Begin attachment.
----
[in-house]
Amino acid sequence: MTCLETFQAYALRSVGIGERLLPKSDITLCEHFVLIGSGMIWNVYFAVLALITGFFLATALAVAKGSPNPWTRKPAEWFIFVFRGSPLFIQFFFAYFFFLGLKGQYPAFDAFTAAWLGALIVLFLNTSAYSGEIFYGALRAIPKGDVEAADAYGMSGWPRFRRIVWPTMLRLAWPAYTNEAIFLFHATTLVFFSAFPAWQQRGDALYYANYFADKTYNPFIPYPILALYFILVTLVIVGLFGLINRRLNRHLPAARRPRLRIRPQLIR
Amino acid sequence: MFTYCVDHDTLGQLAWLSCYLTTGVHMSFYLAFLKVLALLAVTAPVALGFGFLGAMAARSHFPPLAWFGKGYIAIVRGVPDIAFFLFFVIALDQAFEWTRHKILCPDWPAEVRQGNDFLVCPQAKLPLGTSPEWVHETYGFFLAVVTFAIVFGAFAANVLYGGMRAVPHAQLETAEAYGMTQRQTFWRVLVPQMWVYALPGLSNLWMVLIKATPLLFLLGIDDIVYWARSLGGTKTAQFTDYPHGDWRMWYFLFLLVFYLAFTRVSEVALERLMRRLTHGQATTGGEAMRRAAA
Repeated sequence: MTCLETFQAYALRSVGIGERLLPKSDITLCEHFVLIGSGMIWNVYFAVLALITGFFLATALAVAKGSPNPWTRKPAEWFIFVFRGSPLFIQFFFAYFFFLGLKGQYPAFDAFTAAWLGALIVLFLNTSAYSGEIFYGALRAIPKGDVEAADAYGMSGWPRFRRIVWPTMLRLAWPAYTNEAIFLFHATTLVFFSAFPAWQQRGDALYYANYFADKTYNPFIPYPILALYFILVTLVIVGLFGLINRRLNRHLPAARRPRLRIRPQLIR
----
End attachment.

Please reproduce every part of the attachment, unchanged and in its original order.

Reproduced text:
[in-house]
Amino acid sequence: MTCLETFQAYALRSVGIGERLLPKSDITLCEHFVLIGSGMIWNVYFAVLALITGFFLATALAVAKGSPNPWTRKPAEWFIFVFRGSPLFIQFFFAYFFFLGLKGQYPAFDAFTAAWLGALIVLFLNTSAYSGEIFYGALRAIPKGDVEAADAYGMSGWPRFRRIVWPTMLRLAWPAYTNEAIFLFHATTLVFFSAFPAWQQRGDALYYANYFADKTYNPFIPYPILALYFILVTLVIVGLFGLINRRLNRHLPAARRPRLRIRPQLIR
Amino acid sequence: MFTYCVDHDTLGQLAWLSCYLTTGVHMSFYLAFLKVLALLAVTAPVALGFGFLGAMAARSHFPPLAWFGKGYIAIVRGVPDIAFFLFFVIALDQAFEWTRHKILCPDWPAEVRQGNDFLVCPQAKLPLGTSPEWVHETYGFFLAVVTFAIVFGAFAANVLYGGMRAVPHAQLETAEAYGMTQRQTFWRVLVPQMWVYALPGLSNLWMVLIKATPLLFLLGIDDIVYWARSLGGTKTAQFTDYPHGDWRMWYFLFLLVFYLAFTRVSEVALERLMRRLTHGQATTGGEAMRRAAA
Repeated sequence: MTCLETFQAYALRSVGIGERLLPKSDITLCEHFVLIGSGMIWNVYFAVLALITGFFLATALAVAKGSPNPWTRKPAEWFIFVFRGSPLFIQFFFAYFFFLGLKGQYPAFDAFTAAWLGALIVLFLNTSAYSGEIFYGALRAIPKGDVEAADAYGMSGWPRFRRIVWPTMLRLAWPAYTNEAIFLFHATTLVFFSAFPAWQQRGDALYYANYFADKTYNPFIPYPILALYFILVTLVIVGLFGLINRRLNRHLPAARRPRLRIRPQLIR